WATCH: Bars, restaurants and clubs are bemoaning an increased fee that could impact Canada’s music scene. Peter Kim reports.
TORONTO – More than 70,000 people have signed a petition calling on the Canadian government to repeal recent changes to the temporary foreign workers program.
The changes came into effect July 31 and significantly increase the fees required to bring in temporary foreign workers – including the international performers venues bring into the country. They’ve raised the ire of many music promoters, in particular, who say the changes could hurt Canada’s growing local music scenes.
Prior to the changes, a fee of $150 had to be paid to bring performers into the country- $150 for each band member to a maximum of $450. It was a one-time fee that could be split among the venues where the band would be playing.
Now, venues must pay a non-refundable $275 application fee for each musician and crew member in addition to the original $150 fee.
There are some exceptions: Musicians in a band performing several concerts in Canada and musicians performing in festivals are exempted from the costs. But those artists cannot perform in bars or restaurants.
Sybil Walker, is the general manager of the Jazz Bistro in downtown Toronto, a three-level bar that features performances from local musicians and world-renowned jazz artists. But with the recent changes to the temporary foreign workers program, Walker is unsure whether the “culture exchange” of bringing international artists to the club can continue.
“It’s just something that we will no longer be able to do. It just puts a cost on it that’s prohibitive,” she said in an interview Thursday.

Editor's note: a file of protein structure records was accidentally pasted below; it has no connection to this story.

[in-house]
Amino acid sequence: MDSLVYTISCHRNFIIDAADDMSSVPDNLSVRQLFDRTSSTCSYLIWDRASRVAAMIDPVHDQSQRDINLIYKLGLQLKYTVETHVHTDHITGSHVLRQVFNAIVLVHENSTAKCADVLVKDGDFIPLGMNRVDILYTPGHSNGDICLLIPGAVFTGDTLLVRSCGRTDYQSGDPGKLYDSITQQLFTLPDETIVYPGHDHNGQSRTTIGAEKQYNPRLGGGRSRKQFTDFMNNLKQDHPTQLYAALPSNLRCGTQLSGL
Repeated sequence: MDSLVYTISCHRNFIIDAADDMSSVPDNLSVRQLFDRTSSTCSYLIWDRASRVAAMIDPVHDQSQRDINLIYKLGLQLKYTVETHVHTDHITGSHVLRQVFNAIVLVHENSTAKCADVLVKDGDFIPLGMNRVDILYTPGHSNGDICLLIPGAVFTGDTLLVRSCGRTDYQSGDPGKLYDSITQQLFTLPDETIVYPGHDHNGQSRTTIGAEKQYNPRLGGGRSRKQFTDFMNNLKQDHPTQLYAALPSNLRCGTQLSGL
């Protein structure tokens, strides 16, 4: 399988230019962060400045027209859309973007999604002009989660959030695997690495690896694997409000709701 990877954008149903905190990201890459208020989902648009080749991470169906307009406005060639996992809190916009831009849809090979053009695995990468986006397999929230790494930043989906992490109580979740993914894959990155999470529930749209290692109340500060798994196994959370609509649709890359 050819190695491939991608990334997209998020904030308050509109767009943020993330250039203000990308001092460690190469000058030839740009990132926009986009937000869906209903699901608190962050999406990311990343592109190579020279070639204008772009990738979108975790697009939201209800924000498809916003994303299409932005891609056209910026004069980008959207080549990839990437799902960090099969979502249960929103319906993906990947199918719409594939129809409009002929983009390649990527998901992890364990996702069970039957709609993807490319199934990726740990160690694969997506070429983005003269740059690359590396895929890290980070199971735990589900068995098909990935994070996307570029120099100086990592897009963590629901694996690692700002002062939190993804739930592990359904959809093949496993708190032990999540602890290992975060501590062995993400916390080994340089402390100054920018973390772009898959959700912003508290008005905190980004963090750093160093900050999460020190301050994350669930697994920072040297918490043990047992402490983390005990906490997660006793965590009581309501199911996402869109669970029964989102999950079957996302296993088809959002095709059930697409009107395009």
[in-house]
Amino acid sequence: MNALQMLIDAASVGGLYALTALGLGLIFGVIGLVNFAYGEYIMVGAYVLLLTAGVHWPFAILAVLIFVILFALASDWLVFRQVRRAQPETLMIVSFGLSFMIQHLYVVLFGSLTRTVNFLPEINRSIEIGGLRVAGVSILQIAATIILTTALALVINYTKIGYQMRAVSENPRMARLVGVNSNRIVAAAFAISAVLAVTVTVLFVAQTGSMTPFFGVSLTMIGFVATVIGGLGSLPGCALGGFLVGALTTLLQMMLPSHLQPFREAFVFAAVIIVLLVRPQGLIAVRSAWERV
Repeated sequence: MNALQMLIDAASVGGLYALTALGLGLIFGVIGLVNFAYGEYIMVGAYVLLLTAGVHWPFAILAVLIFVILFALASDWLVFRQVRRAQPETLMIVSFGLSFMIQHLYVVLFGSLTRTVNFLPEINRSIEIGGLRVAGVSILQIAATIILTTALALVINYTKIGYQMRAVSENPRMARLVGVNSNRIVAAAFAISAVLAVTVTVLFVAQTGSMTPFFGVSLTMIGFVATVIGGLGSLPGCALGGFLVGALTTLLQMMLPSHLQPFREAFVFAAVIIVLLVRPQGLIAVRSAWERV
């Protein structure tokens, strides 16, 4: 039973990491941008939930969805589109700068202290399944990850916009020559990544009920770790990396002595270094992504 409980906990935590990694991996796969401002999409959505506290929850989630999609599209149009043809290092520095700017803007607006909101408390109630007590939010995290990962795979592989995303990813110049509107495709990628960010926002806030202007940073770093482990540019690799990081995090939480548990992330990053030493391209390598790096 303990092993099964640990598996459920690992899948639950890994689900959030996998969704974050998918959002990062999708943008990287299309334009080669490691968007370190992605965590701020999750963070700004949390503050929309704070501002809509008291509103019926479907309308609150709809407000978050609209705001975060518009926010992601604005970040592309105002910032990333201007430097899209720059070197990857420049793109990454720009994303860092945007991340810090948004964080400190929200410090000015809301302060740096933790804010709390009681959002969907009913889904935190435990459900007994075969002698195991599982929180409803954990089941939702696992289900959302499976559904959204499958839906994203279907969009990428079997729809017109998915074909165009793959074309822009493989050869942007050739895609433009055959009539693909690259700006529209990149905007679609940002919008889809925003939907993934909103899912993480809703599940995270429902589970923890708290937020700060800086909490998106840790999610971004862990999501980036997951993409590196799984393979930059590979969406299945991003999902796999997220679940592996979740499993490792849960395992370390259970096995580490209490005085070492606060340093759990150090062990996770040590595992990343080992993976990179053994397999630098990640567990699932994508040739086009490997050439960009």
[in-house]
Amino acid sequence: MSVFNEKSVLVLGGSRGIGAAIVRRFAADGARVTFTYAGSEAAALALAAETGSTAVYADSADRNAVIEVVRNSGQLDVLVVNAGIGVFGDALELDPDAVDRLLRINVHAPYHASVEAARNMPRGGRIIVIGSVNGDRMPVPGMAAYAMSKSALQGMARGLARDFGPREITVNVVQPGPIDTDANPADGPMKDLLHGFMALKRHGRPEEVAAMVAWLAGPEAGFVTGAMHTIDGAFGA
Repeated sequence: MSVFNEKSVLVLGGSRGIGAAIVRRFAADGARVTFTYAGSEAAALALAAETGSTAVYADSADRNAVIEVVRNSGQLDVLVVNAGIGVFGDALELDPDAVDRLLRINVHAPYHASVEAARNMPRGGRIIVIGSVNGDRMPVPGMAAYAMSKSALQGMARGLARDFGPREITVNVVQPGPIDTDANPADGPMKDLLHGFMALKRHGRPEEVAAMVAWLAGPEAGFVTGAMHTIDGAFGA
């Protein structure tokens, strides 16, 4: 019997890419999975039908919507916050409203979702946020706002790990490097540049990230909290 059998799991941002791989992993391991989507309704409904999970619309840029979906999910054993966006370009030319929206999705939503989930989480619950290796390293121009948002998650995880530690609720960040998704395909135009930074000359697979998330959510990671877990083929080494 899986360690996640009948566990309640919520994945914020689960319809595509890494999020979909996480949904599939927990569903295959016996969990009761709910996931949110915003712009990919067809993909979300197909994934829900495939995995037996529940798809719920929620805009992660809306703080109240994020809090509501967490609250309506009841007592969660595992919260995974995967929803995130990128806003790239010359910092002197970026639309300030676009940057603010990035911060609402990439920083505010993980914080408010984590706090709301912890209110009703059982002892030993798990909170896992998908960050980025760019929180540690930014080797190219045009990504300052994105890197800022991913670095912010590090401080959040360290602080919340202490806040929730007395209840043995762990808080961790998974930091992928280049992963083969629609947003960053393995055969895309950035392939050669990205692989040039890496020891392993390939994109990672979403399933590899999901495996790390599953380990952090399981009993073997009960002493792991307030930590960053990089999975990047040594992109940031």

In fact, Walker has already had to cancel performances because of, what she called, “prohibitive” costs.
“I did apply for two musicians to come up and play with local musicians,” she said. “When I applied for the papers thinking I was going to have my regular $150 fee, I was told by the woman who processes the papers in a phone call that it had now escalated to an extra $275 per musician. So it just made it impossible for me to do it.”
Employment Minister Jason Kenney has been defending the changes against a barrage of criticism on Twitter as the petition gains popularity. Kenney said the changes save taxpayers money and claimed they ensure Canadian musicians get the first chance at gigs.
@leftydammit Its not a “fee for US musicians.” Its a cost recovery fee for all LMOs, part of our effort to ensure Cdns get 1st crack at jobs
— Jason Kenney (@kenneyjason) August 28, 2013
Prior to the changes, the government would cover the majority of the cost of the applications, or Labour Market Opinions which are administered by Human Resources and Skills Development Canada. The changes, according to Conservative MP Candice Bergen, simply shift that cost away from the taxpayer and on to the employer.
“One of the main changes that we made is that the employer that is applying for labour market opinion would actually pay the cost of that labour market opinion,” she said in an interview with Global News on Thursday. “Up until this point, the taxpayer’s been paying that and we don’t think that’s right, the employer should be pay that.”
But Nancy Chen, co-founder of music promotion group Manson, said the seemingly prohibitive costs to bringing in international artists can have an indirect negative effect on small, independent Canadian artists.
“Local artists that may not be able to get booked all over the world yet, they’re going to get paired with an international artist that is going to lift them up and help them gain the exposure that is needed,” she said. “There’s probably going to be less shows and there’s going to be less opportunities.”
– With files from Heather Loney and Peter Kim
© 2013 Shaw Media